To better control the breakdown of material, icing pumps can be over-sized for the application.
Creativity in automation

Even with a fully automated system, icing some sweet goods such as cupcakes or even decorating a cake ­requires the ability to get creative now and then.

Mr. Renaud observed that seasonal and limited-time offer (LTO) items are a big piece of ABI customers’ business. “A baker can ‘decommoditize’ standard products and more easily develop a premium-looking product,” he said. “Having the ability to help a customer accomplish that is certainly advantageous.”

To help bakers with customization, ABI recently released a thermal imaging system that allows the operator to upload or draw and image, company name or logo and automatically apply it to the product.

ABI’s robotic system allows bakers to scale up production while having the freedom to intricately decorate cakes. “If you’ve ever watched someone decorate a cake, there are very small gestures and pressure changes, such as when rounding corners,” Mr. Renaud said. “The robot only does what it’s told. Those little things that people do? You have to also program the robot, pump or system to mimic that.”

To perfect this, ABI commissioned a professional cake decorator to work with its programmers to mimic the execution of certain designs such as dollops, waves and piping.

Axis Automation also has a servo drizzler for stringing applications. “It allows operators to program whatever recipes, designs or patterns they want, making it very easy to pull up previous patterns without having to change any parts or move any pieces,” Mr. Sarajian explained. String-ice patterns can have different results depending on the height of the product off the belt. “With the servo drizzler, we don’t have to do that. We can tell what the height is, and it compensates automatically,” he said. Because of this, bakers don’t have to adjust the drizzler for varied product sizes and string designs.

Innovating flexibility

Today’s bakers are trying to do more in less time, in every aspect of the process, and finishing is no exception. Changeovers, maintenance and sanitation all must be done quickly to get the process back online.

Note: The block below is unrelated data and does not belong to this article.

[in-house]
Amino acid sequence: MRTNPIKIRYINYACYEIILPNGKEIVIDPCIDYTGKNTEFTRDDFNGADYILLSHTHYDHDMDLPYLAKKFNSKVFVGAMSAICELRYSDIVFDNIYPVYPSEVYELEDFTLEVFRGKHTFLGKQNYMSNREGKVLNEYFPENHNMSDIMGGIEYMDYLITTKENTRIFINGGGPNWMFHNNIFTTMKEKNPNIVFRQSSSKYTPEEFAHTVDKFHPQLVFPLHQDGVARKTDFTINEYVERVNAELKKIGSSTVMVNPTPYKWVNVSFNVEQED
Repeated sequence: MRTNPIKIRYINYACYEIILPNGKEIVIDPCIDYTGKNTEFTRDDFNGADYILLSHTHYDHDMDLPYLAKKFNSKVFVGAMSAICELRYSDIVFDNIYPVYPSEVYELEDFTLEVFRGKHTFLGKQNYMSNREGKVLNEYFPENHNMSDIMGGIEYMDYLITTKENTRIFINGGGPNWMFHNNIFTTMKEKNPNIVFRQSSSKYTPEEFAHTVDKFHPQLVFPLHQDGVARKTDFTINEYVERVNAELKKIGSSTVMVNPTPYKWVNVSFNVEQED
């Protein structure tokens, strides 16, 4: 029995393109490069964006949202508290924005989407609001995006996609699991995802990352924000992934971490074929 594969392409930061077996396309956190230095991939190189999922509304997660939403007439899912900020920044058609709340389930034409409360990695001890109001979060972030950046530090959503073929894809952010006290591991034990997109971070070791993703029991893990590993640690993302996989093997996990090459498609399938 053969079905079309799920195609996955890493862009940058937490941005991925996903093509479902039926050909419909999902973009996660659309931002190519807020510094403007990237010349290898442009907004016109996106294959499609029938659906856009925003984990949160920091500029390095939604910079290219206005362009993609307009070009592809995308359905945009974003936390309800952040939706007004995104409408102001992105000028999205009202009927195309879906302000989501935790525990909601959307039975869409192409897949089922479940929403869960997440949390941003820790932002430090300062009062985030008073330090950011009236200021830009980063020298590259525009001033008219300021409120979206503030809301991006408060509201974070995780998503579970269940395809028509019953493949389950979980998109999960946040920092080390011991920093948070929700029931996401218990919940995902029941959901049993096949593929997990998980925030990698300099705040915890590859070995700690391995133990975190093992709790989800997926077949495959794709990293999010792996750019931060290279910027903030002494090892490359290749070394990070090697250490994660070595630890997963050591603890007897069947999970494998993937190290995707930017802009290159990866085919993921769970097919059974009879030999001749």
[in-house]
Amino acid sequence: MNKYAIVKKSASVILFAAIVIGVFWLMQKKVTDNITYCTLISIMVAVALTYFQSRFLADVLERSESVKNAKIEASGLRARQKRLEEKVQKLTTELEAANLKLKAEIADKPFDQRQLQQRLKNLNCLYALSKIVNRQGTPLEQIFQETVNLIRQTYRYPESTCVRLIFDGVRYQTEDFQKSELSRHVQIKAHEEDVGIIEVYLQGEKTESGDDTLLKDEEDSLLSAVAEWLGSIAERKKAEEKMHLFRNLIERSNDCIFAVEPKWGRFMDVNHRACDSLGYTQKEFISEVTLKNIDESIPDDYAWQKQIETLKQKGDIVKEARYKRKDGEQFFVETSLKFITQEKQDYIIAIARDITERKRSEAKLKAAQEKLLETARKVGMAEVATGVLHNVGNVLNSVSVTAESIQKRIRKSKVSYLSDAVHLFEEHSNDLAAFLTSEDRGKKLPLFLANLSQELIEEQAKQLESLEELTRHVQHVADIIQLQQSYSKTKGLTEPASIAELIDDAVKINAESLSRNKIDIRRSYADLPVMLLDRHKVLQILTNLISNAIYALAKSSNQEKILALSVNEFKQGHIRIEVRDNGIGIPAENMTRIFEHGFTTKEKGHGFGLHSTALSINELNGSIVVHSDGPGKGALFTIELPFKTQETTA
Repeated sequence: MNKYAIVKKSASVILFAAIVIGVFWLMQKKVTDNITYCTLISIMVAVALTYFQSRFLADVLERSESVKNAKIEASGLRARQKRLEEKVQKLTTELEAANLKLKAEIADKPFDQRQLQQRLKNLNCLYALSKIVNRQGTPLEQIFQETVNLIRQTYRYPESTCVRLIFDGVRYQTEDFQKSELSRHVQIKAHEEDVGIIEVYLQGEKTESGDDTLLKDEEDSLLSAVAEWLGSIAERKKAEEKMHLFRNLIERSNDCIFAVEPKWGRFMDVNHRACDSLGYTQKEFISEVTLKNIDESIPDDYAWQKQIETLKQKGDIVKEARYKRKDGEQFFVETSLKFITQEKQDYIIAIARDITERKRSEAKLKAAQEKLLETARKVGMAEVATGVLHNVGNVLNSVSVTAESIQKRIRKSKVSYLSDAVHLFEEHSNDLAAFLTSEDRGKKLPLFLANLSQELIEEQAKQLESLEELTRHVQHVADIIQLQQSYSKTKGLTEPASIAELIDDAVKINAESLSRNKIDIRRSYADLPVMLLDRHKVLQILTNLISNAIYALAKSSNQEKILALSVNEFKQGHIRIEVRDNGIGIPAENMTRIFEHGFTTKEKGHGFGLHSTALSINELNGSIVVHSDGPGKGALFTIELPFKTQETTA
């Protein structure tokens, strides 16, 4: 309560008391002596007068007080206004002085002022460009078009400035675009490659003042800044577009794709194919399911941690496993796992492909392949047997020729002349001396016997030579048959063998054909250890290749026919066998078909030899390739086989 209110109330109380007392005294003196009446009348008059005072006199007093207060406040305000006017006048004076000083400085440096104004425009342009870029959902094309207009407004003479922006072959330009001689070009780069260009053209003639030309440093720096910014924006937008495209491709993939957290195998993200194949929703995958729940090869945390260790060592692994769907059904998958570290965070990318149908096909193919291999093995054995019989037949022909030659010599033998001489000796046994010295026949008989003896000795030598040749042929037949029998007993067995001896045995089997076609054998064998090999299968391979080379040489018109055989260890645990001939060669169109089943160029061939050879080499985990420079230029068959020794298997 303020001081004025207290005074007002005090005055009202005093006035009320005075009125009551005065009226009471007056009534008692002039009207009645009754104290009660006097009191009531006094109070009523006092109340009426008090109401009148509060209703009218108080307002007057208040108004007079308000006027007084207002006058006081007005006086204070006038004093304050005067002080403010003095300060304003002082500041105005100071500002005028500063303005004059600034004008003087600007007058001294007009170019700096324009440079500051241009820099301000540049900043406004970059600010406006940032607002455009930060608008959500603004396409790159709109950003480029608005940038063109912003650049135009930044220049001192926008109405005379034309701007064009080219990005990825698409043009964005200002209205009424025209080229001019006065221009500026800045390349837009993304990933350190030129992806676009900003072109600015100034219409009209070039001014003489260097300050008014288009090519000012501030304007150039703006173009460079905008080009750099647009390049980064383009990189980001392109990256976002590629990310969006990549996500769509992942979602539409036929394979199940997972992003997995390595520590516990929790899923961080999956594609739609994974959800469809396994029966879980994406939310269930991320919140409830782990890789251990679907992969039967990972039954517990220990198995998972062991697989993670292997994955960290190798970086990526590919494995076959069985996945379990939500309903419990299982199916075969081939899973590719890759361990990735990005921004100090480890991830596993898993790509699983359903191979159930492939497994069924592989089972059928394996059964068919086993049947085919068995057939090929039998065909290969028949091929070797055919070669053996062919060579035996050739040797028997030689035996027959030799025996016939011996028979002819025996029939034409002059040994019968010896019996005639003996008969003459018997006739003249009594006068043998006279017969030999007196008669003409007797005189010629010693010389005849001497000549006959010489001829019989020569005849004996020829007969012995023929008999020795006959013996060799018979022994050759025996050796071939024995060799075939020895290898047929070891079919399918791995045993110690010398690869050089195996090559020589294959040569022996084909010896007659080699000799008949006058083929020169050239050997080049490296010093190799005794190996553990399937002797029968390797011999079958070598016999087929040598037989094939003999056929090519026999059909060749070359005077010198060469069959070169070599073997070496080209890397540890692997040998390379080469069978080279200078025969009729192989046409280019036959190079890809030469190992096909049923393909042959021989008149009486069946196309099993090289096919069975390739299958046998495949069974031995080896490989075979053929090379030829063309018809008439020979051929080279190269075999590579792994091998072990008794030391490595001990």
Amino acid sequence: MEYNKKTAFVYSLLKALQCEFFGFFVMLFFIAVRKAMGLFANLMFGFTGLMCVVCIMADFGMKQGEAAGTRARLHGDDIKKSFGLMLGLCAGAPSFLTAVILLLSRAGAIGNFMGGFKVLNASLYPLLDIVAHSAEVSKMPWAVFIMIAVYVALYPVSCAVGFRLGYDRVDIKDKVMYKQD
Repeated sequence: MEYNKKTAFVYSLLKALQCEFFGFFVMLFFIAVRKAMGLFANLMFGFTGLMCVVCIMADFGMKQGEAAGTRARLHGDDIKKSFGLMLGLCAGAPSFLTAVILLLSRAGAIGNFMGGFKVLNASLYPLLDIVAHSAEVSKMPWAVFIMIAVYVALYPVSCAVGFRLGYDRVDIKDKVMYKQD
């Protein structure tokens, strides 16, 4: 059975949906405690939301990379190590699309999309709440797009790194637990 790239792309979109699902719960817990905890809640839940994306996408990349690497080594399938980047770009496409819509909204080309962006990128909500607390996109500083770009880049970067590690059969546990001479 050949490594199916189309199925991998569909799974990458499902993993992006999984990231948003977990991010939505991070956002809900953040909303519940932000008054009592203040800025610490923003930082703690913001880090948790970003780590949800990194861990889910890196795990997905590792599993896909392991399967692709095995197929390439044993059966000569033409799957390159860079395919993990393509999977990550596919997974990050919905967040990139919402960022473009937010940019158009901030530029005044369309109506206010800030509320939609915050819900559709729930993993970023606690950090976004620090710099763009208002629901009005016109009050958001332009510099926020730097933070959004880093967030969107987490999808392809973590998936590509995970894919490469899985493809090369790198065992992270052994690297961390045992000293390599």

“We have created tool-less discharge plates that allow customers to quickly change from product to product,” Mr. Hoskins said. “These plates also have adjustable discharge nozzles that allow users to adjust the weight control across a line based on different consistencies of various icings or batches.”

For Unifiller, a cantilevered design means bakers can wheel the machine up to the conveyor belt at any time, and it takes up very little conveyor length. Spreader and deposit nozzles are built into the equipment and can also be changed out quickly.

Similarly, E.T. Oakes offers quick changes with its nozzles; for icers that run across the conveyor belt, this aids in efficiency should one or two nozzles become clogged at any time. In fact, all the nozzles can easily be changed at once, Mr. Peck noted, to ensure all are applying icing consistently.

Older iterations of E.T. Oakes’ equipment were mounted directly onto the conveyor system. Today, however, its icers are engineered with a cantilevered design. “The icer will roll up to the side of the conveyer and just cantilever over so that it just swings right out,” Mr. Peck said, noting that it can also be rolled out of place for cleaning and sanitation.

Hinds-Bock redesigned its icer/glazer to be a one-piece unit. “The conveyor lock-down feature simply un-clamps and allows it to pivot up and away from the central icing tank assembly for easy access to clean the conveyor and icer,” Mr. Aasness said.

For glazing, Axis Automation uses separate kettles so operators can remove one at a time. “All our kettles are made with quick disconnects,” Mr. Sarajian said. “Because we’re doing one that’s mobile, we’re putting all the heater controls for the jacketed hot water systems on the same cart.” These features come in handy for changing icing flavors, such as from vanilla to chocolate.

The fickle consumer changes his or her mind about what’s hot (and what’s not) quicker and more often than it seems food producers can keep up with. By focusing on things like temperature, consistency, efficiency and waste, makers of sweet goods can finish products with icing glazing to not only craft new and LTO products but also create upgraded line extensions, and that makes for smooth sailing.

Find resources for icing and glazing by Browse by category under Equipment, and click on Finish for listings.